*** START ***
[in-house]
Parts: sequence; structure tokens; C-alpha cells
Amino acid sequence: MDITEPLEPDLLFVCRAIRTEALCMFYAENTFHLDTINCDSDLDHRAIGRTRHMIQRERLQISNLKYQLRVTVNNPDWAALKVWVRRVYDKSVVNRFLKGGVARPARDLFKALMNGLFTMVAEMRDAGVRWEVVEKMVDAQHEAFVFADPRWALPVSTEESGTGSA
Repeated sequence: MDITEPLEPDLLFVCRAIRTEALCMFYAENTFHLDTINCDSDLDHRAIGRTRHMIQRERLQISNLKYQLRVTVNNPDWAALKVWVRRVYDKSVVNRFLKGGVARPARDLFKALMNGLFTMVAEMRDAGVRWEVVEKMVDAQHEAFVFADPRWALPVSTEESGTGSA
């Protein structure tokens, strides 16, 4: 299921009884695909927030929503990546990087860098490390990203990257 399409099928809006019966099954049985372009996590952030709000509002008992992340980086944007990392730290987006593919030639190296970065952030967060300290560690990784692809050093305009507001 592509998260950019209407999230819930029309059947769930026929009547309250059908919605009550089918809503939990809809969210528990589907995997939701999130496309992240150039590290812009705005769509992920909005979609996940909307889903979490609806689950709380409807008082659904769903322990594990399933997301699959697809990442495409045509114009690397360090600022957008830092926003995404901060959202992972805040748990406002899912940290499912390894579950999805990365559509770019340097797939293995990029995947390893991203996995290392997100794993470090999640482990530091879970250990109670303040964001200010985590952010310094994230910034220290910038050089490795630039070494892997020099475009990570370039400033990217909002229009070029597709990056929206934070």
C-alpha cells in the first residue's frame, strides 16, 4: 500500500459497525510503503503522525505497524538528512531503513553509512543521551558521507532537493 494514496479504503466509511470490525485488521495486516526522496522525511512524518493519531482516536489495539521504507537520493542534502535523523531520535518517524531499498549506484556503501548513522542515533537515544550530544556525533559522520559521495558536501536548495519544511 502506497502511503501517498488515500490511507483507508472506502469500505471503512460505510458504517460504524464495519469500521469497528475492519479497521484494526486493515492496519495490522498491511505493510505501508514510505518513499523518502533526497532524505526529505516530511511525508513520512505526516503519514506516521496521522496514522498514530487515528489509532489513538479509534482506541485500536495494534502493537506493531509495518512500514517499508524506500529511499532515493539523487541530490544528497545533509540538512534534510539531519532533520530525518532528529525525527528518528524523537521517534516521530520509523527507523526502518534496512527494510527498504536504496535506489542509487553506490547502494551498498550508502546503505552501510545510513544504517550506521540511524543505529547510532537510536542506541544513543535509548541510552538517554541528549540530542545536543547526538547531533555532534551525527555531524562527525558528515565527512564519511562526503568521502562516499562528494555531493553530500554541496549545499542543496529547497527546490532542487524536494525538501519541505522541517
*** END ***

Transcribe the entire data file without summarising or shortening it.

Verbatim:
[in-house]
Parts: sequence; structure tokens; C-alpha cells
Amino acid sequence: MDITEPLEPDLLFVCRAIRTEALCMFYAENTFHLDTINCDSDLDHRAIGRTRHMIQRERLQISNLKYQLRVTVNNPDWAALKVWVRRVYDKSVVNRFLKGGVARPARDLFKALMNGLFTMVAEMRDAGVRWEVVEKMVDAQHEAFVFADPRWALPVSTEESGTGSA
Repeated sequence: MDITEPLEPDLLFVCRAIRTEALCMFYAENTFHLDTINCDSDLDHRAIGRTRHMIQRERLQISNLKYQLRVTVNNPDWAALKVWVRRVYDKSVVNRFLKGGVARPARDLFKALMNGLFTMVAEMRDAGVRWEVVEKMVDAQHEAFVFADPRWALPVSTEESGTGSA
């Protein structure tokens, strides 16, 4: 299921009884695909927030929503990546990087860098490390990203990257 399409099928809006019966099954049985372009996590952030709000509002008992992340980086944007990392730290987006593919030639190296970065952030967060300290560690990784692809050093305009507001 592509998260950019209407999230819930029309059947769930026929009547309250059908919605009550089918809503939990809809969210528990589907995997939701999130496309992240150039590290812009705005769509992920909005979609996940909307889903979490609806689950709380409807008082659904769903322990594990399933997301699959697809990442495409045509114009690397360090600022957008830092926003995404901060959202992972805040748990406002899912940290499912390894579950999805990365559509770019340097797939293995990029995947390893991203996995290392997100794993470090999640482990530091879970250990109670303040964001200010985590952010310094994230910034220290910038050089490795630039070494892997020099475009990570370039400033990217909002229009070029597709990056929206934070």
C-alpha cells in the first residue's frame, strides 16, 4: 500500500459497525510503503503522525505497524538528512531503513553509512543521551558521507532537493 494514496479504503466509511470490525485488521495486516526522496522525511512524518493519531482516536489495539521504507537520493542534502535523523531520535518517524531499498549506484556503501548513522542515533537515544550530544556525533559522520559521495558536501536548495519544511 502506497502511503501517498488515500490511507483507508472506502469500505471503512460505510458504517460504524464495519469500521469497528475492519479497521484494526486493515492496519495490522498491511505493510505501508514510505518513499523518502533526497532524505526529505516530511511525508513520512505526516503519514506516521496521522496514522498514530487515528489509532489513538479509534482506541485500536495494534502493537506493531509495518512500514517499508524506500529511499532515493539523487541530490544528497545533509540538512534534510539531519532533520530525518532528529525525527528518528524523537521517534516521530520509523527507523526502518534496512527494510527498504536504496535506489542509487553506490547502494551498498550508502546503505552501510545510513544504517550506521540511524543505529547510532537510536542506541544513543535509548541510552538517554541528549540530542545536543547526538547531533555532534551525527555531524562527525558528515565527512564519511562526503568521502562516499562528494555531493553530500554541496549545499542543496529547497527546490532542487524536494525538501519541505522541517